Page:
The Oculus Rift virtual reality headset, at CES in Las Vegas, January 6, 2016. JOHN LOCHER / AP
The news came to overshadow Facebook’s new record results. On Wednesday, February 1, the social network was condemned in the lawsuit against Oculus, the manufacturer of virtual reality headsets bought in 2014. Its founder, the young Palmer Luckey, was found guilty of violating a confidentiality agreement signed a few months earlier with ZeniMax, an American video game publisher.
Facebook may have to pay 500 million dollars (463 million euros) – the group has decided to appeal. The bill, however, could have been much heavier. ZeniMax was indeed asking for $4 billion. But the jury did not accept the accusations of theft of technologies against a former official of the complainant debauched by Oculus.
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This conviction is a mess because it highlights the negligence of Facebook executives. Starting with Mark Zuckerberg, his boss, who pushed to conclude the operation in just a weekend, despite the warnings of his collaborators. “Going fast increases our chances of success,” he justified, in mid-January, during his time at the bar of the court.
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The costs are piling up
The legal defeat adds to the difficulties encountered by Oculus, ten months after the launch of its first headset. After the enthusiasm of the first public demonstrations, virtual reality is still struggling to find its audience, especially because of its high entry price – $ 600 for the Oculus headset. “We are a little behind compared to our roadmap,” Mr. Zuckerberg acknowledged on Wednesday, without communicating any sales figures.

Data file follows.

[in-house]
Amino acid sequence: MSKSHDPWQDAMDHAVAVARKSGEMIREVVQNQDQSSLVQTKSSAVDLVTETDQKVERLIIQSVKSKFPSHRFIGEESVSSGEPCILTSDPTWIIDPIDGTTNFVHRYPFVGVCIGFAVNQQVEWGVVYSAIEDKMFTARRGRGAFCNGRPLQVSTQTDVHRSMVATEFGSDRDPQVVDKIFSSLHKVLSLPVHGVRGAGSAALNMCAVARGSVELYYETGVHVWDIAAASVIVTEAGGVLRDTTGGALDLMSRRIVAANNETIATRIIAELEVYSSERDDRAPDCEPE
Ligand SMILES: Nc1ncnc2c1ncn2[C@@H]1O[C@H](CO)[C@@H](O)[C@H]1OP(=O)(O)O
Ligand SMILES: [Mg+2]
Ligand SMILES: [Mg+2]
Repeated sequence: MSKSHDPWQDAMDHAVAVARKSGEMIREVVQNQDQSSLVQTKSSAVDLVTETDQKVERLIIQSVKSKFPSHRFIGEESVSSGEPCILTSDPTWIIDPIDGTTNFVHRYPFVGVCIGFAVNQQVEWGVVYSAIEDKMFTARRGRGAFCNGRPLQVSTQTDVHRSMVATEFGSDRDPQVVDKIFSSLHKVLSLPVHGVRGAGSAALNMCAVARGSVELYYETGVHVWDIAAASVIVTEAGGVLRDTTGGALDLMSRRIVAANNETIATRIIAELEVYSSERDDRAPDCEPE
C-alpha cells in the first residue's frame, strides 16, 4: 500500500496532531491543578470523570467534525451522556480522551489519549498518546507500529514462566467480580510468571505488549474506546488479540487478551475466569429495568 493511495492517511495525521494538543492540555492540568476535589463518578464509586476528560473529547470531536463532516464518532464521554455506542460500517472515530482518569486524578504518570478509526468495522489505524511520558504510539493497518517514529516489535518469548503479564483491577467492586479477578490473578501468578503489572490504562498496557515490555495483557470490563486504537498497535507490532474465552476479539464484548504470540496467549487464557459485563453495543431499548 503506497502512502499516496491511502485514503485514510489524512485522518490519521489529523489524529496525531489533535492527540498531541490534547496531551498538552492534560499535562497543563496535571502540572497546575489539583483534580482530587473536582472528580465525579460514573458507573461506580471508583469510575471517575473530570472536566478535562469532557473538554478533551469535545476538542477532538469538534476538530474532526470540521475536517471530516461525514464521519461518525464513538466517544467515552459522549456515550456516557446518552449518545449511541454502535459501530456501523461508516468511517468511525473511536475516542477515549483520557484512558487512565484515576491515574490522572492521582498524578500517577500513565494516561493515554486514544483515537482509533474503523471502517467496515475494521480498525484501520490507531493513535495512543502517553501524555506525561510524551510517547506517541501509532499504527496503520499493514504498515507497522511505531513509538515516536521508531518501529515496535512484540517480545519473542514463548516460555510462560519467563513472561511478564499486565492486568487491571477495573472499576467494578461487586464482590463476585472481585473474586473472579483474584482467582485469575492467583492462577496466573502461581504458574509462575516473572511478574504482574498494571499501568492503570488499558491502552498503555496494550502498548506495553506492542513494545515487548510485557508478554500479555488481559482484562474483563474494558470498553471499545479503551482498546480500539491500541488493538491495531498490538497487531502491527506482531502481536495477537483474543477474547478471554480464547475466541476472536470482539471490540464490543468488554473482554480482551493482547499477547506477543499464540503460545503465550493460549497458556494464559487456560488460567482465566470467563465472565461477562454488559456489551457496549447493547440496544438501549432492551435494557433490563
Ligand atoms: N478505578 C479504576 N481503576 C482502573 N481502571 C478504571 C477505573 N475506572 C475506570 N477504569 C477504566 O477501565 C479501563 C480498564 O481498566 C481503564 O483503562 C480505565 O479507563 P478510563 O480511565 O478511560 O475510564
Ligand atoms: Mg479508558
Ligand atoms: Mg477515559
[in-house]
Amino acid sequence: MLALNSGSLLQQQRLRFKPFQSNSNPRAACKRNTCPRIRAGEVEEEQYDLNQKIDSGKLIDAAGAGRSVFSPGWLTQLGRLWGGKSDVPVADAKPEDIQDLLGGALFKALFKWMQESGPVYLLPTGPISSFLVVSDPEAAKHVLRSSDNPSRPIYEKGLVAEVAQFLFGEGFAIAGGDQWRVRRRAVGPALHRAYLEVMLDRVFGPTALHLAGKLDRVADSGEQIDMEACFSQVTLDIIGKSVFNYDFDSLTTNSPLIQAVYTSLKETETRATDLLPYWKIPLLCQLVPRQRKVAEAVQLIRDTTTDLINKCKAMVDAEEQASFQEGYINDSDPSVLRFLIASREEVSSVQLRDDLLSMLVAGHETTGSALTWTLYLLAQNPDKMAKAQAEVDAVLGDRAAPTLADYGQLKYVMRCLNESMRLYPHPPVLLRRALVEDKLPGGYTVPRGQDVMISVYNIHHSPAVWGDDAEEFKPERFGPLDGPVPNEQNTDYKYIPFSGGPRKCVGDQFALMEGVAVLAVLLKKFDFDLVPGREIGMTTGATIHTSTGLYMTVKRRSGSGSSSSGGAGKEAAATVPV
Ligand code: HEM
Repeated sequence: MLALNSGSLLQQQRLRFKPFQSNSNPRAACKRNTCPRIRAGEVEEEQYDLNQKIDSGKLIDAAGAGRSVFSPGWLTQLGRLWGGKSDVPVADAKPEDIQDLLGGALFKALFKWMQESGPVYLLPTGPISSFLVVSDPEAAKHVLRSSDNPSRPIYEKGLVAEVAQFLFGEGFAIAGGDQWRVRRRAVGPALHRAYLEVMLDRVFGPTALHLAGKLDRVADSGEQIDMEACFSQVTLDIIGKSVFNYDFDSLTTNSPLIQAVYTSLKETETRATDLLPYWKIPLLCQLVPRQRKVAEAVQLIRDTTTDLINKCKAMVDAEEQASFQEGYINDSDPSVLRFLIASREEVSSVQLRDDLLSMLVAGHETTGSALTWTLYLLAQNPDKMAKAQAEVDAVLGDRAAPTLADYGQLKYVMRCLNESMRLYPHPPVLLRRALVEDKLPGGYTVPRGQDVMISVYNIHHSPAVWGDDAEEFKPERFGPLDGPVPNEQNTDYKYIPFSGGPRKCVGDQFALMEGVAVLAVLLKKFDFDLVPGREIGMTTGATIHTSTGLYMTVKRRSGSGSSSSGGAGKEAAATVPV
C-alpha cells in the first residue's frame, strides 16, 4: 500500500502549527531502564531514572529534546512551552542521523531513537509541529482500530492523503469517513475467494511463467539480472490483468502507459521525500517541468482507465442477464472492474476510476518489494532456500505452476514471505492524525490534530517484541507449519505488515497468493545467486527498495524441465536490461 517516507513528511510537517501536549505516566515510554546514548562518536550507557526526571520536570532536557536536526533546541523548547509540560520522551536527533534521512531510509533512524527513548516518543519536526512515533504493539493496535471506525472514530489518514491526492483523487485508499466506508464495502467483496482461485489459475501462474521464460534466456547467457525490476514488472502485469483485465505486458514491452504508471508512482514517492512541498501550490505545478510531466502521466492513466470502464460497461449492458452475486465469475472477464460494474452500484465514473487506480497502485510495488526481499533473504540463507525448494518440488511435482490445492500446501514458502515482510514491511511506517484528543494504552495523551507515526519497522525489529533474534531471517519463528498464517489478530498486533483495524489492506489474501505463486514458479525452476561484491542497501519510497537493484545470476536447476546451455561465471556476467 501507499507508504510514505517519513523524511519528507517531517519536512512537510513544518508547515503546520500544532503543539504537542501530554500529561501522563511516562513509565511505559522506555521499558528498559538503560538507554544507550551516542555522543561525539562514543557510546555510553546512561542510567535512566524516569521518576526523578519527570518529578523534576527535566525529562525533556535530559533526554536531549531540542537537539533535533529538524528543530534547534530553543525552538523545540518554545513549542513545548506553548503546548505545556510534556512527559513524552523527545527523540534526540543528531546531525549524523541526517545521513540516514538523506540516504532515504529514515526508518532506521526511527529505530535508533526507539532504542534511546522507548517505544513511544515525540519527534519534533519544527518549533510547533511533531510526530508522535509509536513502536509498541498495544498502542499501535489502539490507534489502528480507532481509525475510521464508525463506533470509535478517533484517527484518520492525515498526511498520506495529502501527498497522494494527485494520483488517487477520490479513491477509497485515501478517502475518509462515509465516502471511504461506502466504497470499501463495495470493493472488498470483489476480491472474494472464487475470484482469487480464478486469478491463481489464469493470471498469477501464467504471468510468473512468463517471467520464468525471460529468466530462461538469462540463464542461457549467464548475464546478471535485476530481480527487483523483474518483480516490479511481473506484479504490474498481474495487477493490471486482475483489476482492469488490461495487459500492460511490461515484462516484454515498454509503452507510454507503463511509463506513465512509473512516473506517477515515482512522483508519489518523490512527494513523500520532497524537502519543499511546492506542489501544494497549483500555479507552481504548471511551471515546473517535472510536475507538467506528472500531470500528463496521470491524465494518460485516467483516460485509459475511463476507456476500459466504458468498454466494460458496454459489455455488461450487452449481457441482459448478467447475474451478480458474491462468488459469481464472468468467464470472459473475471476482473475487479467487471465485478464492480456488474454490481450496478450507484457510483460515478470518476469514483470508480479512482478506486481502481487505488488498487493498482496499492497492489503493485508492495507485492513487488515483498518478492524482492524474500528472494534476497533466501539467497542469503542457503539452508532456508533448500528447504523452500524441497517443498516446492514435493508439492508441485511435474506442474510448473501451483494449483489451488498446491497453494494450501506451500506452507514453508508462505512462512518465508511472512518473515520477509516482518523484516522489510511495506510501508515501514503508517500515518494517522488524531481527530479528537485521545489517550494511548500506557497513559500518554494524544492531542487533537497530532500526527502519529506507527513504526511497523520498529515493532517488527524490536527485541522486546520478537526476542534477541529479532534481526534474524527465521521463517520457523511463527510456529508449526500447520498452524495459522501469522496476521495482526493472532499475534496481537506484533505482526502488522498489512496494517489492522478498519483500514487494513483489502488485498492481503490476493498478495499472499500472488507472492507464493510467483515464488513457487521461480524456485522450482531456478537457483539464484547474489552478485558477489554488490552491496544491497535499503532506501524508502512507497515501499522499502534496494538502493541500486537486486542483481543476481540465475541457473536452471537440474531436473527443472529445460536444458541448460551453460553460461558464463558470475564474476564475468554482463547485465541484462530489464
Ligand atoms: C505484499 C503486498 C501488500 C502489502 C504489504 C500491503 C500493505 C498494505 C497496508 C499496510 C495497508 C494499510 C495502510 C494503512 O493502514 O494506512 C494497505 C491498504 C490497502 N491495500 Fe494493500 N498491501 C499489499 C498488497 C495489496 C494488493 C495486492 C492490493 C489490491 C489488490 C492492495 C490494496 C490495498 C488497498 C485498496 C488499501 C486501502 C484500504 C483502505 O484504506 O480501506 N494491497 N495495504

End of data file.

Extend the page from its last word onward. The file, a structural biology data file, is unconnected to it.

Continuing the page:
If the manager wants to be optimistic, while waiting for a commercial success, the costs, on the other hand, accumulate. The $500 million in compensation will be added to the $2 billion already spent to buy Oculus. And to the extra billion granted in the form of bonuses and free actions to keep the best elements of the manufacturer. “We will continue to invest enormously,” added Mr. Zuckerberg. And profitability will not be at the rendezvous for several years. »
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Like Google, which loses billions of dollars every year with its side projects, Facebook can afford such a bet. The social network has indeed become a formidable cash machine. In 2016, its profits almost tripled to $10.2 billion. On the stock market, the company is now worth almost $400 billion. This is almost four times more than when it was first listed just five years ago. With Wall Street investors, Mr. Zuckerberg’s credit is therefore not far from unlimited. But an Oculus fiasco would be a personal failure, the Facebook founder having placed virtual reality at the heart of his long-term vision.